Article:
The so-called "bedroom tax" drives people to hunger and fails in its purpose to free-up more homes, a government report has admitted.
The evaluation, which was slipped out by the Department for Work and Pensions (DWP) on the last day of Parliament before Christmas, showed three-quarters of people affected had to cut back on food.
The research comes after the Archbishop of Canterbury said the government's welfare policy was the primary factor driving people to foodbanks.
The removal of the spare-room subsidy, also known as the "bedroom tax", means that since 2013 households with spare rooms lose some of their welfare. Children of the same-sex under 16 are expected to share rooms and the government insists that if families in large council properties occupied smaller homes, it would free-up Britain's housing shortage.
However the policy is failing to make housing more available while forcing many affected to cut back on food and heating, yesterday's report by the Cambridge Centre for Housing and Planning Research and Ipsos MORI revealed.
The study found that 76 per cent were forced to cut back on food expenditure and nearly half had to spend less on heating and energy bills. Furthermore, 78 per cent of those affected regularly run out of money at the end of the week or month and landlords were very concerned some tenants were "in severe poverty and unable to pay the shortfall".
Many dipped into savings or accrued debt to cover their expenses but claimants "who had been using their savings for the first year had depleted these and so were having to make greater cutbacks in their household budgets", the report found.
Additionally only one in nine have escaped the cut by moving to a smaller property and a survey of landlords found that many wanted to move but "large numbers of people were unable to because of a shortage of smaller homes". Some claimants had not registered to move because they knew there was a shortage and 42 per cent of landlords now struggle to let larger properties.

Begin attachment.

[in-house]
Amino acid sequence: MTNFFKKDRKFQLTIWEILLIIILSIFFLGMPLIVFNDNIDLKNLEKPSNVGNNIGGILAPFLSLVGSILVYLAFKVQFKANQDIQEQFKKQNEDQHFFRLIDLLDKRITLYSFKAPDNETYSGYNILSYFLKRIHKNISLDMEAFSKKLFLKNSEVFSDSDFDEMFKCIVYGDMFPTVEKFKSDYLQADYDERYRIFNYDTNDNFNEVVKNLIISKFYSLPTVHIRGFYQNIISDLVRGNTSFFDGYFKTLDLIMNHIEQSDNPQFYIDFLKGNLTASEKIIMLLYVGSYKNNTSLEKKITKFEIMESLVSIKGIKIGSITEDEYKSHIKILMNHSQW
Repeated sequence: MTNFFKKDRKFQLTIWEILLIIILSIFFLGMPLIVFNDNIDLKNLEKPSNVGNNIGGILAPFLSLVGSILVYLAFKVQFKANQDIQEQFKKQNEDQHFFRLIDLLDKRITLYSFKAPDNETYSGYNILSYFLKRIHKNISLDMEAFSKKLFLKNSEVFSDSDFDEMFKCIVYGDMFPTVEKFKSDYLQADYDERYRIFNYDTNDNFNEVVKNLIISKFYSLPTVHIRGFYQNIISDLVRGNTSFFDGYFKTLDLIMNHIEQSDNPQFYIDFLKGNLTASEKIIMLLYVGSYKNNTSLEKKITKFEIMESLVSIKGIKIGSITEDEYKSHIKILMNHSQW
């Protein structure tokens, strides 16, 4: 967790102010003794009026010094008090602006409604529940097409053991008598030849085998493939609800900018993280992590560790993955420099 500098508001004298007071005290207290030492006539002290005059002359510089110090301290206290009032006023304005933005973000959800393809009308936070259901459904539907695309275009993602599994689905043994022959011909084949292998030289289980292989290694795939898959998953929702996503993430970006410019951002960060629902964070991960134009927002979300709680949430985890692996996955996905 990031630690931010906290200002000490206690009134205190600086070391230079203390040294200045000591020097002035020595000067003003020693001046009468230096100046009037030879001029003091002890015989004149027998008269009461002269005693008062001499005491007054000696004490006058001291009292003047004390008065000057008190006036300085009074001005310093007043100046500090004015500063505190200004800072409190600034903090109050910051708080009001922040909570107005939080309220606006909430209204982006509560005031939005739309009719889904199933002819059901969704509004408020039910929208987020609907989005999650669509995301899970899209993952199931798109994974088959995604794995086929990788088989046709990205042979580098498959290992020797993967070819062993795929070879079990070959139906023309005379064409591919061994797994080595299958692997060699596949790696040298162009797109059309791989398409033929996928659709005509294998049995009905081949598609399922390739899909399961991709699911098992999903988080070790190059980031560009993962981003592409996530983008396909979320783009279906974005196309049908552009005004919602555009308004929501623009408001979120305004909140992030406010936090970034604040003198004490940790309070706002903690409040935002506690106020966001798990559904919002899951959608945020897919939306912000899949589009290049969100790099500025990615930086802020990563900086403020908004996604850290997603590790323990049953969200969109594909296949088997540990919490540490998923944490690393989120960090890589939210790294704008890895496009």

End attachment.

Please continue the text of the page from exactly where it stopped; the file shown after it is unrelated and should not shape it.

Labour's shadow work and pensions secretary, Owen Smith, said it was inconceivable how Iain Duncan Smith could "continue to stand by this vile policy".
"This damning independent report, published by the DWP itself, shows how this brutal and unfair policy deliberately drives people deeper and deeper in to poverty. It's shameful – especially in the run-up to Christmas – that 80 per cent of people hit by the bedroom tax regularly run out of money by the end of the week or month.
"This report yet again shows it isn't just cruel but doesn't even achieve what it set out to. The case for scraping the bedroom tax is overwhelming. The Tories should learn the lessons from their tax credit U-turn and end this brutal policy."
Child Poverty Action Group also criticised the government and pointed to the difficulties families face when moving.
"Affected households were also twice as likely than others to resort to borrowing," chief executive Alison Garnham said.
She also criticised the timing of the report's publication.
"This is a long and deep look at a hugely controversial policy – it really should not have been released just as MPs rise for Christmas," she said.
However the government defended the policy saying it had "restored fairness to the system".
"It is wrong that under the previous system taxpayers had to subsidise benefit claimants to live in houses that are larger than they require," said a DWP spokesman.
"We know that there are cases where people may need extra support whilst they transition to our reform, that's why we have given councils £500m of funding to provide discretionary payments to those that need them, with a further £800m to be provided over the course of this parliament."